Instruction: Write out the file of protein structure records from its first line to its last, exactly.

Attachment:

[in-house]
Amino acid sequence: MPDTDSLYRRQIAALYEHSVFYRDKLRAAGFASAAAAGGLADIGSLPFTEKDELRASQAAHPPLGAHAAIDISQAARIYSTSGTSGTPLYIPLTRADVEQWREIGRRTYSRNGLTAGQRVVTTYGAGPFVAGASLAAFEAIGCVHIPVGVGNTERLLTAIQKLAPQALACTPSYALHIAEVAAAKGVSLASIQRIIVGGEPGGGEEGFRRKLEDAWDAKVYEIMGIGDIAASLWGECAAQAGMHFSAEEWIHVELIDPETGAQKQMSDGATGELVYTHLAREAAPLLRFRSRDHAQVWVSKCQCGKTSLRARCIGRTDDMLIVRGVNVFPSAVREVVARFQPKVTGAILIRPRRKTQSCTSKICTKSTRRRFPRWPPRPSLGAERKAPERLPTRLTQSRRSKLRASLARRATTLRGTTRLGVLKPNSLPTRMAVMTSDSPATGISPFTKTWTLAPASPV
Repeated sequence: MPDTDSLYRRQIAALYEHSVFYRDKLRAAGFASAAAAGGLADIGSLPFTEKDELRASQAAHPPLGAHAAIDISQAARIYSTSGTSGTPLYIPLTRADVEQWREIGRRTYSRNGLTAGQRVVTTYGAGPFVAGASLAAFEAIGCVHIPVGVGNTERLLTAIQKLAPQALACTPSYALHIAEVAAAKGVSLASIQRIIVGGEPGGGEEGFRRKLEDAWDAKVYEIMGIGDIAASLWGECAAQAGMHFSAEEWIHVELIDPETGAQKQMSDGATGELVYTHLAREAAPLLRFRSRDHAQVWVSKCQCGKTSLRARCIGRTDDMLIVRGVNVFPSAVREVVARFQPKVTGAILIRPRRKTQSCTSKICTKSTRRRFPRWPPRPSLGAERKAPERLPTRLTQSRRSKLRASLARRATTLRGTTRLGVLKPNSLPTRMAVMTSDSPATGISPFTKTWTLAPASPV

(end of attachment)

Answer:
[in-house]
Amino acid sequence: MPDTDSLYRRQIAALYEHSVFYRDKLRAAGFASAAAAGGLADIGSLPFTEKDELRASQAAHPPLGAHAAIDISQAARIYSTSGTSGTPLYIPLTRADVEQWREIGRRTYSRNGLTAGQRVVTTYGAGPFVAGASLAAFEAIGCVHIPVGVGNTERLLTAIQKLAPQALACTPSYALHIAEVAAAKGVSLASIQRIIVGGEPGGGEEGFRRKLEDAWDAKVYEIMGIGDIAASLWGECAAQAGMHFSAEEWIHVELIDPETGAQKQMSDGATGELVYTHLAREAAPLLRFRSRDHAQVWVSKCQCGKTSLRARCIGRTDDMLIVRGVNVFPSAVREVVARFQPKVTGAILIRPRRKTQSCTSKICTKSTRRRFPRWPPRPSLGAERKAPERLPTRLTQSRRSKLRASLARRATTLRGTTRLGVLKPNSLPTRMAVMTSDSPATGISPFTKTWTLAPASPV
Repeated sequence: MPDTDSLYRRQIAALYEHSVFYRDKLRAAGFASAAAAGGLADIGSLPFTEKDELRASQAAHPPLGAHAAIDISQAARIYSTSGTSGTPLYIPLTRADVEQWREIGRRTYSRNGLTAGQRVVTTYGAGPFVAGASLAAFEAIGCVHIPVGVGNTERLLTAIQKLAPQALACTPSYALHIAEVAAAKGVSLASIQRIIVGGEPGGGEEGFRRKLEDAWDAKVYEIMGIGDIAASLWGECAAQAGMHFSAEEWIHVELIDPETGAQKQMSDGATGELVYTHLAREAAPLLRFRSRDHAQVWVSKCQCGKTSLRARCIGRTDDMLIVRGVNVFPSAVREVVARFQPKVTGAILIRPRRKTQSCTSKICTKSTRRRFPRWPPRPSLGAERKAPERLPTRLTQSRRSKLRASLARRATTLRGTTRLGVLKPNSLPTRMAVMTSDSPATGISPFTKTWTLAPASPV